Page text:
11:40 p.m.--i could see the long beach post office. it, of course, was on the opposite side of the street from me and there were an awful lot of cars on that long stretch of road. there were traffic cones and uniformed officers directing traffic--apparently i was not the only one on the southeast side of los angeles trying to mail my tax forms before midnight. i approached the cross street, drove between two rows of orange traffic cones, and waited for someone to let me cross traffic so i could get turned around the right way to enter the post office parking lot. i saw a traffic officer running my way yelling and waving his arms. yes, i thought, come over here and make these people stop so i can get across. otherwise we are going to have a traffic jam!

to my surprise, he came to my window. "ma'am," he said, "what are you doing?!?!?!" so i explained that it was almost midnight and i had to get my income tax forms in the mail, but there were all these cars out tonight and no one would let me go across so i could turn around . . . and then he said, "why do you think all these cars are out here? they are ALL here to mail their tax forms!!"

you have got to be kidding me! i was stunned. i had never seen such a line of traffic in my life! (of course, i hadn't been on the 405 during rush hour yet!) "and didn't you see the orange cones?" he continued. "you can't turn here. it will create a traffic jam." oh. i thought the orange cones were there to mark where to turn, not to keep me from turning. as i was saying this to the officer, he looked at me like "what planet are you from?" so i did the only thing i could think of to do. i played the out-of-state helpless female card.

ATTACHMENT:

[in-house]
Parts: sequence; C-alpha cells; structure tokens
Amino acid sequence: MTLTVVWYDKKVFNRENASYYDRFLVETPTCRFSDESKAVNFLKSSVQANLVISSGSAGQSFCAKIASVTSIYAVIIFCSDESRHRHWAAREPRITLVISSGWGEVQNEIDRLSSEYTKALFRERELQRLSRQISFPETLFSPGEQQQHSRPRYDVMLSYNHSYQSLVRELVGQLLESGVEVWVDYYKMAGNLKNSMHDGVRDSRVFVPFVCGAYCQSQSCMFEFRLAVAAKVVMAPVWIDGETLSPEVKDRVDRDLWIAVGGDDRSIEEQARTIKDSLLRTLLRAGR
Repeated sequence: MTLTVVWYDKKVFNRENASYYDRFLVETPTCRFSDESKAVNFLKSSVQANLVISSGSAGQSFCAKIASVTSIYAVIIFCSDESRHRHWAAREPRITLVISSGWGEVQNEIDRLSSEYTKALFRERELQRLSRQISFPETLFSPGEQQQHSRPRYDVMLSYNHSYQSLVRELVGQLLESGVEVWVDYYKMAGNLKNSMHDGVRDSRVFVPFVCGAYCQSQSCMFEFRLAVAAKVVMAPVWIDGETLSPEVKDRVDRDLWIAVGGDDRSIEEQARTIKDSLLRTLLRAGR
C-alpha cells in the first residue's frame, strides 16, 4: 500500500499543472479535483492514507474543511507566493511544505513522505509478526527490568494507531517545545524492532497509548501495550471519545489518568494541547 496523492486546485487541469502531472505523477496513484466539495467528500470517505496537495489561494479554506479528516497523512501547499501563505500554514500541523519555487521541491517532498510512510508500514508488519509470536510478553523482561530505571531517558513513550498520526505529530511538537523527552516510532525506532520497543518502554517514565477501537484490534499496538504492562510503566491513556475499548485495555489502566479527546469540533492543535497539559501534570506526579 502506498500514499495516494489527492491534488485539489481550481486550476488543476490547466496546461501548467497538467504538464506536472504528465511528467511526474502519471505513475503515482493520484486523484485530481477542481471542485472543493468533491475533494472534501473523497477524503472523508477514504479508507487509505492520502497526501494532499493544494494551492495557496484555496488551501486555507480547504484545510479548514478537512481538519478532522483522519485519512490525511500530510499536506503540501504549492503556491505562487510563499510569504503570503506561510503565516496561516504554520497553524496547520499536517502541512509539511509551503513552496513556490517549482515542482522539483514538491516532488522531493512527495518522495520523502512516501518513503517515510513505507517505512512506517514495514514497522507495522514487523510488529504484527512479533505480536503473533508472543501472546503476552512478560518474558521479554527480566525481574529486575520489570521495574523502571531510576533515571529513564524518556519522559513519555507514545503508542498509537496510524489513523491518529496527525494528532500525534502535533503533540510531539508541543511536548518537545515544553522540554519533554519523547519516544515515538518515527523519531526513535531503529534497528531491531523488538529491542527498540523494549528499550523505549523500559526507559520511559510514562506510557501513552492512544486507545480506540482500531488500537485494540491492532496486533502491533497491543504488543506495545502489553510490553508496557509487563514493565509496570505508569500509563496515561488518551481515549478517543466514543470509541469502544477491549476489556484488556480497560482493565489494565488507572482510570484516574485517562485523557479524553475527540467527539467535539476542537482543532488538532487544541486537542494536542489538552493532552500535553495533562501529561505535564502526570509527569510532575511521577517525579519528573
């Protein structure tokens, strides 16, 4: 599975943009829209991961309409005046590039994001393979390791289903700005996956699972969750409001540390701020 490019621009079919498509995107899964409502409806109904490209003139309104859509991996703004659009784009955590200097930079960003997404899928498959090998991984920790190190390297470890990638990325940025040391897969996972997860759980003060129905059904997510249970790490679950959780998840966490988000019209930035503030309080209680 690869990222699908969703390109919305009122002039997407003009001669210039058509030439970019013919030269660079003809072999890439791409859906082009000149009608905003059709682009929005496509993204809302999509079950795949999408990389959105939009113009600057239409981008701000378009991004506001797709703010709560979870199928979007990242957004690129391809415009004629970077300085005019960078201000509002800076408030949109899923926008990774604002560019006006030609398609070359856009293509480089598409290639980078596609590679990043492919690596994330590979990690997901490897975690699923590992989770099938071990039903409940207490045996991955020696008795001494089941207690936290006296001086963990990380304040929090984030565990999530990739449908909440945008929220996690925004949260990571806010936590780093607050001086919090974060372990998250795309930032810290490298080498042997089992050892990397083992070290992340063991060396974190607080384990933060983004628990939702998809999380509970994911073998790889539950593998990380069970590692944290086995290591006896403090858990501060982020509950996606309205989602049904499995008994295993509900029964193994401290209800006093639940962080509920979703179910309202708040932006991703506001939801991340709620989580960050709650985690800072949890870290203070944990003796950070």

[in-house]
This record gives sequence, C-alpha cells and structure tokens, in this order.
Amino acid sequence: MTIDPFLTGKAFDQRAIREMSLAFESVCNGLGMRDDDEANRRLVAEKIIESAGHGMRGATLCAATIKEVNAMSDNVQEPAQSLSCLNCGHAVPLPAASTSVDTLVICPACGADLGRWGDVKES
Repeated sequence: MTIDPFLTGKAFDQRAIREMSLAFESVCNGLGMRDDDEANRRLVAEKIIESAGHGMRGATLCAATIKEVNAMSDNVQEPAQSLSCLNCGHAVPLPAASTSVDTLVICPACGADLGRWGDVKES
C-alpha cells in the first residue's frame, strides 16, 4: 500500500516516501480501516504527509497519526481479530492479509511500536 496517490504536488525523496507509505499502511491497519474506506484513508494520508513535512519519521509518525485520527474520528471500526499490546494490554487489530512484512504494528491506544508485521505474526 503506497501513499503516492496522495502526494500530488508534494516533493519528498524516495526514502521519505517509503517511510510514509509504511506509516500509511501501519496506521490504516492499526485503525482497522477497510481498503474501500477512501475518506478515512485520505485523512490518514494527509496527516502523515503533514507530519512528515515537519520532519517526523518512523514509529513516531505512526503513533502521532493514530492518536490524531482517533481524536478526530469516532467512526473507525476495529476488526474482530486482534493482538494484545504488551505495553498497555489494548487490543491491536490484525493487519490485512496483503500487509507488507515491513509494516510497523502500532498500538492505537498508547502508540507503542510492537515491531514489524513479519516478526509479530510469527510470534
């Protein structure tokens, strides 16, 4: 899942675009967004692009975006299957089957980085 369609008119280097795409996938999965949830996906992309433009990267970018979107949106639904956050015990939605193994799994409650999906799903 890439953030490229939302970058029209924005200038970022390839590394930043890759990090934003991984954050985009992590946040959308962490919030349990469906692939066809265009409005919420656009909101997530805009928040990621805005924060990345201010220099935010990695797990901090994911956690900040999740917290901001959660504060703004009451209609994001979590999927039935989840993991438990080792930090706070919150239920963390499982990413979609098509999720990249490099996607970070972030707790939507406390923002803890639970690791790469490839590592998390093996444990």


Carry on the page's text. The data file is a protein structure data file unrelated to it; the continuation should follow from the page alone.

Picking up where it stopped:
"i'm so sorry!" i said, because when a police officer is leaning in your open car window, that is probably a good way to start. "we just moved here from oregon," (ten months ago, but i think anything less than a year counts as 'just'.) "and in oregon the post offices stay open until midnight on april 15th and i live in cerritos but the post office there is closed and this is the only post office i knew how to get to and my husband is already in bed alseep and i had to drive on the freeway to get here in the dark and i thought the traffic cones were marking where i was supposed to turn and if i have to get in that long line not only will i probably hit something when i back up, but i will also probably run out of gas before i get to the post office because my gas light came on 20 minutes ago and then people will get mad and honk their horns at me . . . " and then i looked like i might cry. actually, i felt like i might cry--and it probably didn't hurt to have tears threatening at just that moment . . .

he should have made me get back on the road and drive clear to the end of the seemingly endless line and wait my turn. but he didn't. he let me cut the line. i think he just wanted to to be done with me--and preferably before those threatening tears erupted or a traffic accident occurred. i thanked him profusely and promised that this would be my last midnight run to the post office on april 15th.

and i've kept that promise. the following year we hired carol at h&r block to do our taxes, and she always calls us well before april 15th to get us started. rollie meets with her, they fill out the forms, and all i have to do is sign my name.

carol mails them. early.


Carroll said...

Oh my goodness Julie! My hands are sweating and my heart is racing. I could not live like that and I hope you can do it earlier from now on. Too much pressure for this Mom's poor heart! Hang in there.

mom said...

What a riot!! That cop probably shares that story every April 15th and tells his friends to watch for the crazy lady cutting the line!!hahaha I love the way you write. Keeps the reader guessing how it is going to end, the sign of a good writer.